To the editor: Native Americans have fought for what is their rights since 1492 and later in the great Indian and First Nation wars against many foes and later the U.S. government and are a political entity and always will be. Native Americans were exposed to genocide, assimilation, sexual molestation and separations from families, which the Alaska Office of Children’s Services is still doing, through the U.S. government’s boarding schools. Native Americans were left to starve when the government put bounty on their food source — the great buffalo herd — for $4 a hide. Native Americans faced more cruelty when the U.S. exposed them to biological warfare of smallpox, tuberculosis and other unknown diseases to reduce their population of 100 million to only a few million today, and, more recently, in the 1950s, through the Iodine 131 experiments in Alaska.
For freedom of this country and Indian country, their sacred languages, war-fighting tactics and now abundant honorable veterans, Native Americans gave the U.S. government a winning edge to survive World War II and all other war campaigns still in action. Their wisdom and knowledge built and maintained this continent through their traditions, culture and customs, and they are the most peaceful political entity (tribal governments) this country will ever see. Their next generation has the right tools to make this country even greater.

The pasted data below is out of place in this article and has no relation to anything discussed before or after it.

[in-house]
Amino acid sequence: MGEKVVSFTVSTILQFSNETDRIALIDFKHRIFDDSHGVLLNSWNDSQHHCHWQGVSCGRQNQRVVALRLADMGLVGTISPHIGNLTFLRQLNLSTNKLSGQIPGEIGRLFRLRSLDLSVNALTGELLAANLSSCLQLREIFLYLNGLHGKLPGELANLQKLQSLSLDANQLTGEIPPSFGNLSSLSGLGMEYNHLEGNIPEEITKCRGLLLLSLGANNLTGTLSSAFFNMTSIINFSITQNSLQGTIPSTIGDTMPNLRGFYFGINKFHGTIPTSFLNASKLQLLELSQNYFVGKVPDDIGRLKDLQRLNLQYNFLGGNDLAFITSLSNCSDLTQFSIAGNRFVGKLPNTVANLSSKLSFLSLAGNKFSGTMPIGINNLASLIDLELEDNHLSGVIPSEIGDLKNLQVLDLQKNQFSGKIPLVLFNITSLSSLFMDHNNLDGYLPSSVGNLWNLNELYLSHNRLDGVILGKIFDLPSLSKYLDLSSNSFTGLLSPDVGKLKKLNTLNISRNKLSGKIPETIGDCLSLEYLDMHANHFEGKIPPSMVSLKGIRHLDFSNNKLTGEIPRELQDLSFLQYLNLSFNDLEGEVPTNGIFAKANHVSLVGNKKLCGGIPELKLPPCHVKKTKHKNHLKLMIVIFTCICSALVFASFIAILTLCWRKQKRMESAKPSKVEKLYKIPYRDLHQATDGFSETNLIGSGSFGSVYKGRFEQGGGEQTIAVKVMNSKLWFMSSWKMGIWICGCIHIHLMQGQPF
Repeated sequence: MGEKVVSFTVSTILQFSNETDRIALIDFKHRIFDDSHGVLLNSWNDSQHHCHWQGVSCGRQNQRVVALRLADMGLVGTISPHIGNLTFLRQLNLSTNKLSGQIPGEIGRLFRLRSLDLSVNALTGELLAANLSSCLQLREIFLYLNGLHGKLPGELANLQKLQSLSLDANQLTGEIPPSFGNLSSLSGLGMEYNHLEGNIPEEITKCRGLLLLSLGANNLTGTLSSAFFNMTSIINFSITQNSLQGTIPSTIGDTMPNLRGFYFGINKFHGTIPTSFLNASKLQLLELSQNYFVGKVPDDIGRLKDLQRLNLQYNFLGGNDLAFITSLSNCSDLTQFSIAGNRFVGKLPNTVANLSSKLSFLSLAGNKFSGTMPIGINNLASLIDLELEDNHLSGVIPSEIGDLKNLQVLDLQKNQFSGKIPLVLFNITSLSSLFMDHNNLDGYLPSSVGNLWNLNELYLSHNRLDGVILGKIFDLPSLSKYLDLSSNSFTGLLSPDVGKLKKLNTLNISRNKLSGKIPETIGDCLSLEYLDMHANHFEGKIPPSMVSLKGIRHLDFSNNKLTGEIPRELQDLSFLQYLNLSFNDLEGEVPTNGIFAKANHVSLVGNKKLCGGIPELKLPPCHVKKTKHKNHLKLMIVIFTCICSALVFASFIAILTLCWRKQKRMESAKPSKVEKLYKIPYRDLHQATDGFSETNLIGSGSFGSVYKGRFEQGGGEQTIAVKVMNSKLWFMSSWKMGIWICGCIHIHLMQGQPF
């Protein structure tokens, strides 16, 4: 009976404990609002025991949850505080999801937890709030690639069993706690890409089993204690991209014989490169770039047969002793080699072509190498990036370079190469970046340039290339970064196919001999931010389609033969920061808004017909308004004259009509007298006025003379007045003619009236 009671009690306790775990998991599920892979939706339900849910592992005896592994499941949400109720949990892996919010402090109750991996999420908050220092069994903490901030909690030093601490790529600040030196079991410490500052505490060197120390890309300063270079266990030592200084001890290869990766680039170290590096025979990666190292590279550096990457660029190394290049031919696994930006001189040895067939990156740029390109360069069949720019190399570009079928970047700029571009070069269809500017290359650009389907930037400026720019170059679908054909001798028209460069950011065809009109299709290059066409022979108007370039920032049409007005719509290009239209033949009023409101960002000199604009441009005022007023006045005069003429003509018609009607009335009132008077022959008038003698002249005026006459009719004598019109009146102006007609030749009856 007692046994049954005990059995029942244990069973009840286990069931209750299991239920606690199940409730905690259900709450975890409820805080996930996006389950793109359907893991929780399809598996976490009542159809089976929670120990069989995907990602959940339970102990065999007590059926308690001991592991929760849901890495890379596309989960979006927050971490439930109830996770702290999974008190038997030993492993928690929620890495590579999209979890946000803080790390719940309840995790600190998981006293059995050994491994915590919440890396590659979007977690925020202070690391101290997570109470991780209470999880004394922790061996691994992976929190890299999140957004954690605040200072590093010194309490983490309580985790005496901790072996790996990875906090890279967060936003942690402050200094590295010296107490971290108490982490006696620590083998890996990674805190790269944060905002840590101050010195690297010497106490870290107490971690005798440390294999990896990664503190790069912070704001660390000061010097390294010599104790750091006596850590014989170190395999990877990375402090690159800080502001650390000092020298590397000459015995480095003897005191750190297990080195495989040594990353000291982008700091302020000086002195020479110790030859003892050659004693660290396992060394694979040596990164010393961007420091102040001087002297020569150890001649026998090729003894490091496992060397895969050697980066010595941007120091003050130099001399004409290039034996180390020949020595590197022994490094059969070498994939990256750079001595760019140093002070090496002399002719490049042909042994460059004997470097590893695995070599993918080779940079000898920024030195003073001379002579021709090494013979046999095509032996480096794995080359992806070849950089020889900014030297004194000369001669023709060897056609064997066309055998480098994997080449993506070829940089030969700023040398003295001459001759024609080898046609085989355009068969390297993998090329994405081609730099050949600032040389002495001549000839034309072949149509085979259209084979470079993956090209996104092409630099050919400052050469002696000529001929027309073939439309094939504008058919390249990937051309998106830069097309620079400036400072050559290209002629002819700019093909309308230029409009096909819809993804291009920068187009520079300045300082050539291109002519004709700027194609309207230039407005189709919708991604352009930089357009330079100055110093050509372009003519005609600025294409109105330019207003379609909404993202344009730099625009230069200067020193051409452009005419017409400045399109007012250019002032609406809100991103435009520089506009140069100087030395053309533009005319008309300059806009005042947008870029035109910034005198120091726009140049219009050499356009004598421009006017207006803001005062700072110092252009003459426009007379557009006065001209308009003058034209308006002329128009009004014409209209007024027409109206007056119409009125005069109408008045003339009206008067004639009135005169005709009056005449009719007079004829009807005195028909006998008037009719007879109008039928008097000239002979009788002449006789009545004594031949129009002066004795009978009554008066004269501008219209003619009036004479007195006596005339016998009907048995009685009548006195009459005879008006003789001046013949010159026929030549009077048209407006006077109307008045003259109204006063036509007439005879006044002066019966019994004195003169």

To show peace and love, Native Americans gave the first Europeans the first welfare check, a conjunction of fish, wildlife and vegetables, and today they are still here. Their ways have flourished for thousands of years and their ways never contributed to any climate changes, global warming or contamination of this continent.
Everyone should understand and respect that every American today is on Native American land and gravesites and that they shared this with all Americans in good faith.